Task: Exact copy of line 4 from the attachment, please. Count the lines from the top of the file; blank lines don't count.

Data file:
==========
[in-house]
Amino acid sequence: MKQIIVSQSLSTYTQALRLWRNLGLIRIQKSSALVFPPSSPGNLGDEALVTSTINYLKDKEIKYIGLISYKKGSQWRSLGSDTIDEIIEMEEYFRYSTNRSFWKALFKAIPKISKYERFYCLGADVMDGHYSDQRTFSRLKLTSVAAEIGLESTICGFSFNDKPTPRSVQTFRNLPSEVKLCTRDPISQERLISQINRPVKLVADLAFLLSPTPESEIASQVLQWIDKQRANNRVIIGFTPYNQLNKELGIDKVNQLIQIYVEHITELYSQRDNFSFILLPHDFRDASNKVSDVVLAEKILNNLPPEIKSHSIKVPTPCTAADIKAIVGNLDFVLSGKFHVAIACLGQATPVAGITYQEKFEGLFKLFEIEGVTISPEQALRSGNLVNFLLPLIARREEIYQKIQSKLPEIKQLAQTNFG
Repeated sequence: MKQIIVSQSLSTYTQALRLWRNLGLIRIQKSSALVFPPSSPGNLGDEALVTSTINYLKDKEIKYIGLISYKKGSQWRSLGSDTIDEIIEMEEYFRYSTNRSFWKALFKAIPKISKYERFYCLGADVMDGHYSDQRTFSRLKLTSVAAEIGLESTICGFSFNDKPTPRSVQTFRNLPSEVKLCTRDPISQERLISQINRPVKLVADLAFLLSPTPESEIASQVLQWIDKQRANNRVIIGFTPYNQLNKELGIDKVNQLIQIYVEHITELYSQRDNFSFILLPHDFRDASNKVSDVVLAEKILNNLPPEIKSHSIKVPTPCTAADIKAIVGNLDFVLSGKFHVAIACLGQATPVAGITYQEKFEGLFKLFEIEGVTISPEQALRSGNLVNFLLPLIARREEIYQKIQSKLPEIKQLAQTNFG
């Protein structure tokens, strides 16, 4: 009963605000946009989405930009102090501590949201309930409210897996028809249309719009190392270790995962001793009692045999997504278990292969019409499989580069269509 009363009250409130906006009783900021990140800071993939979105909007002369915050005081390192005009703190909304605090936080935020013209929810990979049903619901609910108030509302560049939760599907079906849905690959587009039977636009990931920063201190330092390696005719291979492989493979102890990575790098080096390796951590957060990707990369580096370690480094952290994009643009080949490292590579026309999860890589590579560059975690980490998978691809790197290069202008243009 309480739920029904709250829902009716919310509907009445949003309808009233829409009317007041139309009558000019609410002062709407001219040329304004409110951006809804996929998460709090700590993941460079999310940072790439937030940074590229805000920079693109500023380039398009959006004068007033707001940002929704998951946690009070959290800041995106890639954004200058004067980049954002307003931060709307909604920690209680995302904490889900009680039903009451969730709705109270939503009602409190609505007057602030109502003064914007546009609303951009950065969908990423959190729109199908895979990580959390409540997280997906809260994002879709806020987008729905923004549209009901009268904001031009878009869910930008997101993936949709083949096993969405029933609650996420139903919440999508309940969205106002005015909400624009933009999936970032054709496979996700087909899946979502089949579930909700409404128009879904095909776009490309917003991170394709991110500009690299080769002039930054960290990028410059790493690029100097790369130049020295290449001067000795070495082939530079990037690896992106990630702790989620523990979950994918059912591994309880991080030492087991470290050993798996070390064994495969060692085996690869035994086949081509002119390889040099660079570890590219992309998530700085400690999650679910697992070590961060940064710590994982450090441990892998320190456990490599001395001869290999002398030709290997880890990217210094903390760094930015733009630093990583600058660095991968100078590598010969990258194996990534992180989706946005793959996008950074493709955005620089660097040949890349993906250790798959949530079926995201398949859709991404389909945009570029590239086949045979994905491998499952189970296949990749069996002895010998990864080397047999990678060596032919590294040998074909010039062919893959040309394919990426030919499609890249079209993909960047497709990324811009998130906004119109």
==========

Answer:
């Protein structure tokens, strides 16, 4: 009963605000946009989405930009102090501590949201309930409210897996028809249309719009190392270790995962001793009692045999997504278990292969019409499989580069269509 009363009250409130906006009783900021990140800071993939979105909007002369915050005081390192005009703190909304605090936080935020013209929810990979049903619901609910108030509302560049939760599907079906849905690959587009039977636009990931920063201190330092390696005719291979492989493979102890990575790098080096390796951590957060990707990369580096370690480094952290994009643009080949490292590579026309999860890589590579560059975690980490998978691809790197290069202008243009 309480739920029904709250829902009716919310509907009445949003309808009233829409009317007041139309009558000019609410002062709407001219040329304004409110951006809804996929998460709090700590993941460079999310940072790439937030940074590229805000920079693109500023380039398009959006004068007033707001940002929704998951946690009070959290800041995106890639954004200058004067980049954002307003931060709307909604920690209680995302904490889900009680039903009451969730709705109270939503009602409190609505007057602030109502003064914007546009609303951009950065969908990423959190729109199908895979990580959390409540997280997906809260994002879709806020987008729905923004549209009901009268904001031009878009869910930008997101993936949709083949096993969405029933609650996420139903919440999508309940969205106002005015909400624009933009999936970032054709496979996700087909899946979502089949579930909700409404128009879904095909776009490309917003991170394709991110500009690299080769002039930054960290990028410059790493690029100097790369130049020295290449001067000795070495082939530079990037690896992106990630702790989620523990979950994918059912591994309880991080030492087991470290050993798996070390064994495969060692085996690869035994086949081509002119390889040099660079570890590219992309998530700085400690999650679910697992070590961060940064710590994982450090441990892998320190456990490599001395001869290999002398030709290997880890990217210094903390760094930015733009630093990583600058660095991968100078590598010969990258194996990534992180989706946005793959996008950074493709955005620089660097040949890349993906250790798959949530079926995201398949859709991404389909945009570029590239086949045979994905491998499952189970296949990749069996002895010998990864080397047999990678060596032919590294040998074909010039062919893959040309394919990426030919499609890249079209993909960047497709990324811009998130906004119109």